US2478924A - Rotary internal-combustion engine - Google Patents

Rotary internal-combustion engine Download PDF

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Publication number
US2478924A
US2478924A US698027A US69802746A US2478924A US 2478924 A US2478924 A US 2478924A US 698027 A US698027 A US 698027A US 69802746 A US69802746 A US 69802746A US 2478924 A US2478924 A US 2478924A
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rotor
air
cylinder
cylinders
piston
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US698027A
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Getty S Johnson
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Getty S Johnson
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    • FMECHANICAL ENGINEERING; LIGHTING; HEATING; WEAPONS; BLASTING
    • F02COMBUSTION ENGINES; HOT-GAS OR COMBUSTION-PRODUCT ENGINE PLANTS
    • F02BINTERNAL-COMBUSTION PISTON ENGINES; COMBUSTION ENGINES IN GENERAL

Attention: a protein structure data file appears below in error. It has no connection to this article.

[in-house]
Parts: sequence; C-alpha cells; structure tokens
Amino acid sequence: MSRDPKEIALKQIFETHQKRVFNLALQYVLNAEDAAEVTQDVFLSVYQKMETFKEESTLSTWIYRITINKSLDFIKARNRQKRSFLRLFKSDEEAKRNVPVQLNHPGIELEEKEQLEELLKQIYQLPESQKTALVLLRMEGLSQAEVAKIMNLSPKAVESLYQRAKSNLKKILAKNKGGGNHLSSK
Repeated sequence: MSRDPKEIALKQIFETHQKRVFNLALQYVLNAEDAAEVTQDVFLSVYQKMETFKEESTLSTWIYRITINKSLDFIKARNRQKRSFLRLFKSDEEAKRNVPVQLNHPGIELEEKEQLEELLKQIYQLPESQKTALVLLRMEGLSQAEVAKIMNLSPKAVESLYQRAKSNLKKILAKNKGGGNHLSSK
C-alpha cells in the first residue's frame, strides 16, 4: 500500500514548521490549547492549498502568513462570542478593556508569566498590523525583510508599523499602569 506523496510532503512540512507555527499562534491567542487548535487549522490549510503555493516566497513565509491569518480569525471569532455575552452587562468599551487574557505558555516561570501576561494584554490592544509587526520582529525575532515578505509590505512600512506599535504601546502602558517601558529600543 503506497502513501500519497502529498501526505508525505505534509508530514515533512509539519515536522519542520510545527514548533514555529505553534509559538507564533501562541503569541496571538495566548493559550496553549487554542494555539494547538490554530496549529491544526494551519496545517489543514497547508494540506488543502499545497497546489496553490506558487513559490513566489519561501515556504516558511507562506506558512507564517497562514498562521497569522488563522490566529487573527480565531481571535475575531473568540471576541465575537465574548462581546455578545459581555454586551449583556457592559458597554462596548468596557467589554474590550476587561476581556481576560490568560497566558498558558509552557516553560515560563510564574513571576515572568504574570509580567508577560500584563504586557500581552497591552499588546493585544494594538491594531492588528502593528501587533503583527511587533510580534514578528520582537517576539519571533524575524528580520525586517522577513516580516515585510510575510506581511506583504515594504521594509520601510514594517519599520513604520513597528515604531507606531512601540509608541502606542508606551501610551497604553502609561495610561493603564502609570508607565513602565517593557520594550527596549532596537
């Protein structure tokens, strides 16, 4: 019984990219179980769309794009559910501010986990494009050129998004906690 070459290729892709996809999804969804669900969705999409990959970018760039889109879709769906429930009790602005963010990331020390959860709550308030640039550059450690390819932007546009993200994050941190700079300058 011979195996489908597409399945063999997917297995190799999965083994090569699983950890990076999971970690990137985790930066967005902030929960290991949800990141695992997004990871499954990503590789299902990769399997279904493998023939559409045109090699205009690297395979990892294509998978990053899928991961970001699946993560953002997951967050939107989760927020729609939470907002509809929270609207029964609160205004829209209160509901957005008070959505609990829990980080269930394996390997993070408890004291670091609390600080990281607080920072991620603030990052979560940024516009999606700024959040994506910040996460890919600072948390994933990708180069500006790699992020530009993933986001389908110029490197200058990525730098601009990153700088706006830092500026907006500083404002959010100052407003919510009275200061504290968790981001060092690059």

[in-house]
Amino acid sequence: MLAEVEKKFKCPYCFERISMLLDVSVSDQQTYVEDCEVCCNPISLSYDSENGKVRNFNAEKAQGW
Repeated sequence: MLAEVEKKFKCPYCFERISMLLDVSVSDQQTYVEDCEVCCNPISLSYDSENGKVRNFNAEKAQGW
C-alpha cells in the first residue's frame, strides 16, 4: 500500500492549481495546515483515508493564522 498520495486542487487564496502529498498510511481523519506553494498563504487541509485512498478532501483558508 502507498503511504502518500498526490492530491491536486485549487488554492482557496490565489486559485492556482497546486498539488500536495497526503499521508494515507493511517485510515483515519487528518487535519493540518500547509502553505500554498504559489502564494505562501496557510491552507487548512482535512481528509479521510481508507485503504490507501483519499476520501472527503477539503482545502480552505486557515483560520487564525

• F02B47/00Methods of operating engines involving adding non-fuel substances or anti-knock agents to combustion air, fuel, or fuel-air mixtures of engines
    • F02B47/02Methods of operating engines involving adding non-fuel substances or anti-knock agents to combustion air, fuel, or fuel-air mixtures of engines the substances being water or steam
    • FMECHANICAL ENGINEERING; LIGHTING; HEATING; WEAPONS; BLASTING
    • F01MACHINES OR ENGINES IN GENERAL; ENGINE PLANTS IN GENERAL; STEAM ENGINES
    • F01BMACHINES OR ENGINES, IN GENERAL OR OF POSITIVE-DISPLACEMENT TYPE, e.g. STEAM ENGINES
    • F01B13/00Reciprocating-piston machines or engines with rotating cylinders in order to obtain the reciprocating-piston motion
    • F01B13/04Reciprocating-piston machines or engines with rotating cylinders in order to obtain the reciprocating-piston motion with more than one cylinder